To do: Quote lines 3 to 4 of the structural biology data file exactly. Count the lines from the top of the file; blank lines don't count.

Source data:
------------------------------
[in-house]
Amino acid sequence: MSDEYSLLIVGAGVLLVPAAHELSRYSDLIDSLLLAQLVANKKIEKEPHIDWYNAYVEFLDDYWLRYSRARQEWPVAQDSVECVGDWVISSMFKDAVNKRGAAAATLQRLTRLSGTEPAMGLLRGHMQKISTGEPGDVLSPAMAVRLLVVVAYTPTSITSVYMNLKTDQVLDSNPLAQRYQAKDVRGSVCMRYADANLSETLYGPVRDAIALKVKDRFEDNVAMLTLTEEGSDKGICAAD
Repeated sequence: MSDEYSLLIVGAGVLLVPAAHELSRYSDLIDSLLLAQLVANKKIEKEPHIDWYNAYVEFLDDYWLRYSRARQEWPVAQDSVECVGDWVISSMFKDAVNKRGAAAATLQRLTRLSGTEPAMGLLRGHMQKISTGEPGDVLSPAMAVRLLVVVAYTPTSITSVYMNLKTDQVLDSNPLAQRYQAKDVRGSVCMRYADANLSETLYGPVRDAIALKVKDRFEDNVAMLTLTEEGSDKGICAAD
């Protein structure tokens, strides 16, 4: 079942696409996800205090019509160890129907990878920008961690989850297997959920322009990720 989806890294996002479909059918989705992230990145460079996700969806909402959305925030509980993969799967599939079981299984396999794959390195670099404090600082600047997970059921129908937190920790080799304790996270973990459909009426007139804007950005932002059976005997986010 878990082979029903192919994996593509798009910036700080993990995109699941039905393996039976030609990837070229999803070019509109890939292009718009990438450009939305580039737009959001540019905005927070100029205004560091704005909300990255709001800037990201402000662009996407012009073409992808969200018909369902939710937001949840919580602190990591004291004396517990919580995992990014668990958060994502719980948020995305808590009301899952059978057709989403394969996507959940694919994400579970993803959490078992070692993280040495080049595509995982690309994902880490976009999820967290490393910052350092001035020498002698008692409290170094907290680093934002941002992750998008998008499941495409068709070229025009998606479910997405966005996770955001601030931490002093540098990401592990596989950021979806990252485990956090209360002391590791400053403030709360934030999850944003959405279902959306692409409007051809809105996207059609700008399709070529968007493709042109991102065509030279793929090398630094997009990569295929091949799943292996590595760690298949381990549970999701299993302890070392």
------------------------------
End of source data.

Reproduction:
Repeated sequence: MSDEYSLLIVGAGVLLVPAAHELSRYSDLIDSLLLAQLVANKKIEKEPHIDWYNAYVEFLDDYWLRYSRARQEWPVAQDSVECVGDWVISSMFKDAVNKRGAAAATLQRLTRLSGTEPAMGLLRGHMQKISTGEPGDVLSPAMAVRLLVVVAYTPTSITSVYMNLKTDQVLDSNPLAQRYQAKDVRGSVCMRYADANLSETLYGPVRDAIALKVKDRFEDNVAMLTLTEEGSDKGICAAD
């Protein structure tokens, strides 16, 4: 079942696409996800205090019509160890129907990878920008961690989850297997959920322009990720 989806890294996002479909059918989705992230990145460079996700969806909402959305925030509980993969799967599939079981299984396999794959390195670099404090600082600047997970059921129908937190920790080799304790996270973990459909009426007139804007950005932002059976005997986010 878990082979029903192919994996593509798009910036700080993990995109699941039905393996039976030609990837070229999803070019509109890939292009718009990438450009939305580039737009959001540019905005927070100029205004560091704005909300990255709001800037990201402000662009996407012009073409992808969200018909369902939710937001949840919580602190990591004291004396517990919580995992990014668990958060994502719980948020995305808590009301899952059978057709989403394969996507959940694919994400579970993803959490078992070692993280040495080049595509995982690309994902880490976009999820967290490393910052350092001035020498002698008692409290170094907290680093934002941002992750998008998008499941495409068709070229025009998606479910997405966005996770955001601030931490002093540098990401592990596989950021979806990252485990956090209360002391590791400053403030709360934030999850944003959405279902959306692409409007051809809105996207059609700008399709070529968007493709042109991102065509030279793929090398630094997009990569295929091949799943292996590595760690298949381990549970999701299993302890070392």